Of greater interest is some new information on the “church” itself, and its date:

The oldest known Christian prayer sites date back to the middle of the fourth century, but experts who have visited the Megiddo site believe it goes back to the start of that century.

The date is based on shards and coins found at the site, as well as three Greek inscriptions on the mosaic floor of the church.

The Antiquities Authority describes the site not as a church but as a “prayer house” since it was apparently located inside a Roman officer’s private home, according to one of the inscriptions. Christianity became a legal religion in the Roman empire in the year 313.

Other findings that are indicative of early Christian rites are the central symbol of the fish, found in the mosaic, (later changed to a cross) and the fact that in one of the inscriptions, Jesus is referred to as “the lord Christos,” a term which later disappeared.

So it’s no longer a “church” but a Christian home. That sounds like sufficient reason to expand the airport.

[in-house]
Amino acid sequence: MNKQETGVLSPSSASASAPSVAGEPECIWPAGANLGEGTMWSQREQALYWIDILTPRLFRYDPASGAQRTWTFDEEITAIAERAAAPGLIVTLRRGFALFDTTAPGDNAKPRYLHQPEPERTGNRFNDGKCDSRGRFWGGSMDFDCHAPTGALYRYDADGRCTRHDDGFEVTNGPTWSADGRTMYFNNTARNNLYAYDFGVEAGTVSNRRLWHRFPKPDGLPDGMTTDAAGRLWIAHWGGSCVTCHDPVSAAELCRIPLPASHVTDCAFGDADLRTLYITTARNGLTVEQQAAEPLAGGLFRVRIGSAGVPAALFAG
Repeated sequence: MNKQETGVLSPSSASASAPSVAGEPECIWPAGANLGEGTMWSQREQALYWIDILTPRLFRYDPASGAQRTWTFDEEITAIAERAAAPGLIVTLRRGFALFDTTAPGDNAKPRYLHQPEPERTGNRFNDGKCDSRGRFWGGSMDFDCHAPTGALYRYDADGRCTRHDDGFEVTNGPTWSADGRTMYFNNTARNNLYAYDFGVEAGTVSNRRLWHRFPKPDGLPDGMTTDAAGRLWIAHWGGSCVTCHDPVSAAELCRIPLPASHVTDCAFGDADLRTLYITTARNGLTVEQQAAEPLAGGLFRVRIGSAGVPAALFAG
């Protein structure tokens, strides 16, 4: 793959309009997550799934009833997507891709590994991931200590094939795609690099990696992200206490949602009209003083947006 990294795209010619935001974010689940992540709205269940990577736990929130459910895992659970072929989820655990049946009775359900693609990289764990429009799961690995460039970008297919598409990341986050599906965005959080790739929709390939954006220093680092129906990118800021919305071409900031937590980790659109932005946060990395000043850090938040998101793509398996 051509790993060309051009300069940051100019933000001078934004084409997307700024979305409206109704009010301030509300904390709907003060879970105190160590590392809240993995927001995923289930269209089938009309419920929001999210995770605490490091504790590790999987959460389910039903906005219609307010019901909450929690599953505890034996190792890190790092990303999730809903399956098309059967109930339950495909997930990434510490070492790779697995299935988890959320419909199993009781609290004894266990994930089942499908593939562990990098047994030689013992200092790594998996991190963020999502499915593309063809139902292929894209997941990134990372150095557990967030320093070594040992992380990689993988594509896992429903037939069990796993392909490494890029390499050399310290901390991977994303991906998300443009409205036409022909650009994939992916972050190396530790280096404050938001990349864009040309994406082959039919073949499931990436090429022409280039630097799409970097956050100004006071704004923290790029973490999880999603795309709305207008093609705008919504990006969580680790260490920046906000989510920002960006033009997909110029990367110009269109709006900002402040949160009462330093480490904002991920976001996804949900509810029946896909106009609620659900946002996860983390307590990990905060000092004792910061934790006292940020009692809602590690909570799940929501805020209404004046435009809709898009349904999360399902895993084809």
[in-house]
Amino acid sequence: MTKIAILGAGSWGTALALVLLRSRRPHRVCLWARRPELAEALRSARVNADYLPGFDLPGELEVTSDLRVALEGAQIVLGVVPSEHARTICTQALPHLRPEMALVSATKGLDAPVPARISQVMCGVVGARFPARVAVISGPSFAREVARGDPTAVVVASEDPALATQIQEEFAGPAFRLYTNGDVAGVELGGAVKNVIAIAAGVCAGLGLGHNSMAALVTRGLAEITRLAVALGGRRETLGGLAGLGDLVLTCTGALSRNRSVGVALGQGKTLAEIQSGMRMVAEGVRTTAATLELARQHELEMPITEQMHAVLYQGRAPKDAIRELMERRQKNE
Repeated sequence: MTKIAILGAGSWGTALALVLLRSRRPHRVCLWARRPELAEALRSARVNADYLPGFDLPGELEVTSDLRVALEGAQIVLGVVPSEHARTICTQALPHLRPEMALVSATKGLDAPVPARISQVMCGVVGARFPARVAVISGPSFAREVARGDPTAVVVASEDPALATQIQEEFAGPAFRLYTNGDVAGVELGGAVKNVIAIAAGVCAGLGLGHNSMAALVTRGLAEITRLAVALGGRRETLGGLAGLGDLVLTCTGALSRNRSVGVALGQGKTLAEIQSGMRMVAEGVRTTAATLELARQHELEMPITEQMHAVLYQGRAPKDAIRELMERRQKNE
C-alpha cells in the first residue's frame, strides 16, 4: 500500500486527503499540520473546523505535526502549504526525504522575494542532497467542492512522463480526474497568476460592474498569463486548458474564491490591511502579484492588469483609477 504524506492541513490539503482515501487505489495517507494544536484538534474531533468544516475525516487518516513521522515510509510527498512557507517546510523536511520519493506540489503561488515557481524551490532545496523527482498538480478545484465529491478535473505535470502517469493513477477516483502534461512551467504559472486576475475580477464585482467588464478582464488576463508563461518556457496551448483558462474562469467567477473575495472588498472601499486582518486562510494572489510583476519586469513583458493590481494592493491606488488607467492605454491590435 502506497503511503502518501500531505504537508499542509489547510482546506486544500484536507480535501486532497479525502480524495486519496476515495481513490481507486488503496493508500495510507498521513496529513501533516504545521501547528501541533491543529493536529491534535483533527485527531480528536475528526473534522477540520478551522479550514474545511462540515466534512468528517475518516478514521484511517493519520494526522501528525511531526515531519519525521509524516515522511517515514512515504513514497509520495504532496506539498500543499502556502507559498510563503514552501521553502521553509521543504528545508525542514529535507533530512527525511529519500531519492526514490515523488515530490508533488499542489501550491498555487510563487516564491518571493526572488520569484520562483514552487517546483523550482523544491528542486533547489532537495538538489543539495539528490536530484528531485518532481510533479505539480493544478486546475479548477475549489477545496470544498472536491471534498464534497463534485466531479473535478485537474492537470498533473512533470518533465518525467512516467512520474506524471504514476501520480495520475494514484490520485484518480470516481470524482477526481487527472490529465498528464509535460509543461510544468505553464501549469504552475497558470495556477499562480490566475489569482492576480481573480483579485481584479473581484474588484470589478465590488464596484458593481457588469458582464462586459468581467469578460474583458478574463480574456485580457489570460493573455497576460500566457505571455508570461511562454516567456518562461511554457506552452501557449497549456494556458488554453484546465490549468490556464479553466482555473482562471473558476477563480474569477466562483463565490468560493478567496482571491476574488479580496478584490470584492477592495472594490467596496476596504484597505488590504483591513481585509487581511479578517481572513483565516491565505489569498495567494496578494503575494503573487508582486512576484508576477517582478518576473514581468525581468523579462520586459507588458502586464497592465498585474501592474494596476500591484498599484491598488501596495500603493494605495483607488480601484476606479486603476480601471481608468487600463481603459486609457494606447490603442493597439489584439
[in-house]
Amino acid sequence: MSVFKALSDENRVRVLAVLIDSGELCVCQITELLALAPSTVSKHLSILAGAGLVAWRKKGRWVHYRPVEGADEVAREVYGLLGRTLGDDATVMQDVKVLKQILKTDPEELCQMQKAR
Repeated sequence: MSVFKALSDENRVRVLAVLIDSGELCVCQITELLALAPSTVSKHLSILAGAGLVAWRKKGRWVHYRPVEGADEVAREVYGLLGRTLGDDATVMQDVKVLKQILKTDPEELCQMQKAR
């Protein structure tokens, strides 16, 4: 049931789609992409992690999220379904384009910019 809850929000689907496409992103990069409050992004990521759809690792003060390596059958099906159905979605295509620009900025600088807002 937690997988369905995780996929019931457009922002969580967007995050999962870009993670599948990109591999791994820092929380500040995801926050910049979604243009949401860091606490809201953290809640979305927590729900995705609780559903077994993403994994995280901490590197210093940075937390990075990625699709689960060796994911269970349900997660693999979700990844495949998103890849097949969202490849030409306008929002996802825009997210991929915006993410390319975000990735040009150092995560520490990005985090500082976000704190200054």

For some years, Americans and other foreigners were afraid to come to Israel. Now that the calm has returned (ha, ha), they have come back. Among the projects, the Philistine city of Gath is being currently being excavated primarily by Israelis, and the Israelite city of Gezer was excavated in June primarily by Americans.

The Gath team has done something extraordinary in maintaining an excavation blog. You should follow along with them if you want to know the latest. If you haven’t checked in a few days, then you don’t know that they found an ostraca (inscribed potsherd) on their first day of digging!